British media regulator Ofcom has concluded that Fox News programs featuring Sean Hannity and Tucker Carlson violated the U.K.’s broadcasting code by breaching impartiality rules – an unwelcome finding for 21st Century Fox as British authorities evaluate the company’s bid to take over pay-TV platform Sky.
Sky dropped Fox News from its U.K. lineup in August, but Ofcom has continued to investigate complaints about shows that aired before the channel went dark. The regulator said Monday that both “Tucker Carlson Tonight” and “Hannity” broke the rules on the “due impartiality” expected of news coverage in Britain.
The findings come as the U.K.’s Competition and Markets Authority conducts an investigation of 21st Century Fox’s proposed $15 billion deal for the chunk of Sky it does not already own. Opponents of the deal have repeatedly cited governance and compliance issues at Fox News as a reason to block it, and Ofcom chief Sharon White has made clear that her organization will work with the CMA as it looks into the bid.
Regarding “Tucker Carlson Tonight,” Ofcom evaluated highly critical statements made on the program about British government and police officials in the wake of the Manchester Arena bombing in May, including “accusations that particular individuals and public bodies had done nothing to: counter terrorism; stop radicalization; protect citizens from terrorism; or protect ‘thousands of underage girls’ from rape and abuse.”
In finding that the show broke several impartiality rules, Ofcom said: “There was no reflection of the views of the U.K. Government or any of the authorities or people criticized, which we would have expected given the nature and amount of criticism of them in the program. The presenter did not challenge the views of his contributors; instead, he reinforced their views.”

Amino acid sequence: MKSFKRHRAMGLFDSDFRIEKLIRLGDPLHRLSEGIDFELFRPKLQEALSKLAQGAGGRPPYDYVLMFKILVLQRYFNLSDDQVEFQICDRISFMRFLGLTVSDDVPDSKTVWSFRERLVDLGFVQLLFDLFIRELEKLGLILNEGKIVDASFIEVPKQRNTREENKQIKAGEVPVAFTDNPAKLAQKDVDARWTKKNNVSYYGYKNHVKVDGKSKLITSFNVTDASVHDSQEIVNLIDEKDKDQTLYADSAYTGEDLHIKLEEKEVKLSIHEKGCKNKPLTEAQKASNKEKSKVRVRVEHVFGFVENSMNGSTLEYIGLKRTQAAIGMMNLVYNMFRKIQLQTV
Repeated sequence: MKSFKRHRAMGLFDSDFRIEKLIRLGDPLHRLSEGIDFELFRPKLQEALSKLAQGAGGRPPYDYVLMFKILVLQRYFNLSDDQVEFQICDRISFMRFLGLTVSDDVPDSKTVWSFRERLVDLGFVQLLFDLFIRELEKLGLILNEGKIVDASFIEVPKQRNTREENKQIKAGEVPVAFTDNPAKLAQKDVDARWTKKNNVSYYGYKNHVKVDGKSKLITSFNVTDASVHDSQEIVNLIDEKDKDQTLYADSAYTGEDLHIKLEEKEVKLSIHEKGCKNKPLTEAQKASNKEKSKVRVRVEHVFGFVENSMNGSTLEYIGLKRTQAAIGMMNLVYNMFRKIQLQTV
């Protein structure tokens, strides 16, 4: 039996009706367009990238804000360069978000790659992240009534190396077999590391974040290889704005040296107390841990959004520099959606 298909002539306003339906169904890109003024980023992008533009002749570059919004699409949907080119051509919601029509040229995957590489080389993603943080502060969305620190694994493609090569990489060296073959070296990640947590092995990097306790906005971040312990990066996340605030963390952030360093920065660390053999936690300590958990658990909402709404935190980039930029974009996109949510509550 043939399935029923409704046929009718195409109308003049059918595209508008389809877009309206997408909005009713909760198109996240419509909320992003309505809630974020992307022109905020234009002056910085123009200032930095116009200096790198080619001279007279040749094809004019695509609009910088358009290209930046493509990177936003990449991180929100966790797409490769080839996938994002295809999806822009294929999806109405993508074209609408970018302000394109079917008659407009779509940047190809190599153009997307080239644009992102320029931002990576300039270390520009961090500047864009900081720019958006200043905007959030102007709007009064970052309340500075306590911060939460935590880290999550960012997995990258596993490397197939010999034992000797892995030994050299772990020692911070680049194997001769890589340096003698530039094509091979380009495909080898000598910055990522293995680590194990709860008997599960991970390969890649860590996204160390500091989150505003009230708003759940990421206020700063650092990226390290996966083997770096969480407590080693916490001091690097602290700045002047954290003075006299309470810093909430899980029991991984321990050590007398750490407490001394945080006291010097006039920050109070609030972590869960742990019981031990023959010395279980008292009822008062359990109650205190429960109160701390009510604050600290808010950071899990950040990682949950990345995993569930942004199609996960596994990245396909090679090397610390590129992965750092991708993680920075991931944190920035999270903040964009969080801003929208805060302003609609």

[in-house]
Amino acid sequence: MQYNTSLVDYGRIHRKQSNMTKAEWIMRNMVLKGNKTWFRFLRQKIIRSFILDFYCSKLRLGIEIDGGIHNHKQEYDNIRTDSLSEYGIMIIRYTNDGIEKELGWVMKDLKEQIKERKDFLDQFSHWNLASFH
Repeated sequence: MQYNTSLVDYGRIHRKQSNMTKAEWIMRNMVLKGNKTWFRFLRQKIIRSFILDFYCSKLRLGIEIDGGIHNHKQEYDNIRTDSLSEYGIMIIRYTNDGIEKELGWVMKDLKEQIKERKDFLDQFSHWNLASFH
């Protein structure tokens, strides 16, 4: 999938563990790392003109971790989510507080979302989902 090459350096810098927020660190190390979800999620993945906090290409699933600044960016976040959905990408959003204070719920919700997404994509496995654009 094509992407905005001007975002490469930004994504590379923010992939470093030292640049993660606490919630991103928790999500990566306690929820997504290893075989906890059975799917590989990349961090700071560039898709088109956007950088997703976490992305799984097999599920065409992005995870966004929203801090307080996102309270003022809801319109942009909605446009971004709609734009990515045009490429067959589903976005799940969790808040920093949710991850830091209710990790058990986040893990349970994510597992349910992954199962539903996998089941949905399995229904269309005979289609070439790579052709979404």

In the case of “Hannity,” Ofcom investigated the outspoken presenter’s monologue in January regarding President Trump’s proposed travel ban. An opening segment of the show had video clips of public figures opposed to the order, which saw those individuals “repeatedly dismissed or ridiculed” by Hannity, Ofcom said.
“During the rest of the program, the presenter interviewed various guests who were all prominent supporters of the Trump administration and highly critical of those opposed to the order,” Ofcom said. “The presenter consistently voiced his enthusiastic support for the order and the Trump administration.”
“The program didn’t include a sufficiently wide range of views, and any alternative opinions put forward during the discussion were dismissed by the presenter,” an Ofcom spokesman said.
The regulator acknowledged that Fox News viewers expected the channel to comment critically on political targets, but said that alternative views should also have been considered.
Ofcom has the power to fine broadcasters if there are repeated offenses but has no plans to do so against Fox News at this point. The regulator investigated several complaints made against the channel during the time it was on air. The regulator has been keen to point out that the channel reached only a small audience in the U.K. and therefore held less sway than the major news outlets, and was also largely watched by viewers familiar with the channel’s style and position on matters of the day.
The “Hannity” and “Tucker Carlson Tonight” complaints were the last outstanding against Fox News and there are no more under investigation. In each instance, one viewer had complained about the broadcasts, which is sufficient grounds for Ofcom to launch an investigation.